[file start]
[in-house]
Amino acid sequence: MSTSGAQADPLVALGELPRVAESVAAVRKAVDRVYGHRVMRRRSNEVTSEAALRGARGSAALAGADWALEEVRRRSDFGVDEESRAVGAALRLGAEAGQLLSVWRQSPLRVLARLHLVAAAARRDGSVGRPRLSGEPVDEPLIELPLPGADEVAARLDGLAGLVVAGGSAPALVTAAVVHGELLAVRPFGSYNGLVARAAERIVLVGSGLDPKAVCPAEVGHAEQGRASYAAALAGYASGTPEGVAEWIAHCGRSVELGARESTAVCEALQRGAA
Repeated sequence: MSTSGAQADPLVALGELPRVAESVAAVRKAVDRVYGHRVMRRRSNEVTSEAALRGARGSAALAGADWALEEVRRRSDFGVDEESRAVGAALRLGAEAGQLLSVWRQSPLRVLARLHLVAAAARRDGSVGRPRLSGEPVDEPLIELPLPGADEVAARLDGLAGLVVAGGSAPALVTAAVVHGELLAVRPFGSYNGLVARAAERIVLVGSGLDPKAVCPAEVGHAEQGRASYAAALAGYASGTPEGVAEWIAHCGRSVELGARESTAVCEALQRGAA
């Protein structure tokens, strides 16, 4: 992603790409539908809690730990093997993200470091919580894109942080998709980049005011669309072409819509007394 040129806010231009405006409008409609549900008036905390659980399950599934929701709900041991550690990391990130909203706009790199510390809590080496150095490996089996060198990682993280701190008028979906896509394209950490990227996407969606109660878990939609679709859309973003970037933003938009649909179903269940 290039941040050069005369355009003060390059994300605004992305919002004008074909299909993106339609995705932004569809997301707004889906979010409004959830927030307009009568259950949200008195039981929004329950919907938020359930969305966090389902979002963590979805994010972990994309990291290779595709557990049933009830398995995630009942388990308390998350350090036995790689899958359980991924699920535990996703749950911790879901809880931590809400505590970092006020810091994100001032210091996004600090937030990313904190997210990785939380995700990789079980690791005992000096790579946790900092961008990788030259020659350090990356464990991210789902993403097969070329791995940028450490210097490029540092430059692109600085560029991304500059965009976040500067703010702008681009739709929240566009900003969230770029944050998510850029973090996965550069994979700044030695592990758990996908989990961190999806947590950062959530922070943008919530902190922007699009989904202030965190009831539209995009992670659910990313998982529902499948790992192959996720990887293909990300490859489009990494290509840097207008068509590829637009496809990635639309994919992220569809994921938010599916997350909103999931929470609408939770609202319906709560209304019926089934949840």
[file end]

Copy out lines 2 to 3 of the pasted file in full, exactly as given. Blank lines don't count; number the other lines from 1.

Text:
Amino acid sequence: MSTSGAQADPLVALGELPRVAESVAAVRKAVDRVYGHRVMRRRSNEVTSEAALRGARGSAALAGADWALEEVRRRSDFGVDEESRAVGAALRLGAEAGQLLSVWRQSPLRVLARLHLVAAAARRDGSVGRPRLSGEPVDEPLIELPLPGADEVAARLDGLAGLVVAGGSAPALVTAAVVHGELLAVRPFGSYNGLVARAAERIVLVGSGLDPKAVCPAEVGHAEQGRASYAAALAGYASGTPEGVAEWIAHCGRSVELGARESTAVCEALQRGAA
Repeated sequence: MSTSGAQADPLVALGELPRVAESVAAVRKAVDRVYGHRVMRRRSNEVTSEAALRGARGSAALAGADWALEEVRRRSDFGVDEESRAVGAALRLGAEAGQLLSVWRQSPLRVLARLHLVAAAARRDGSVGRPRLSGEPVDEPLIELPLPGADEVAARLDGLAGLVVAGGSAPALVTAAVVHGELLAVRPFGSYNGLVARAAERIVLVGSGLDPKAVCPAEVGHAEQGRASYAAALAGYASGTPEGVAEWIAHCGRSVELGARESTAVCEALQRGAA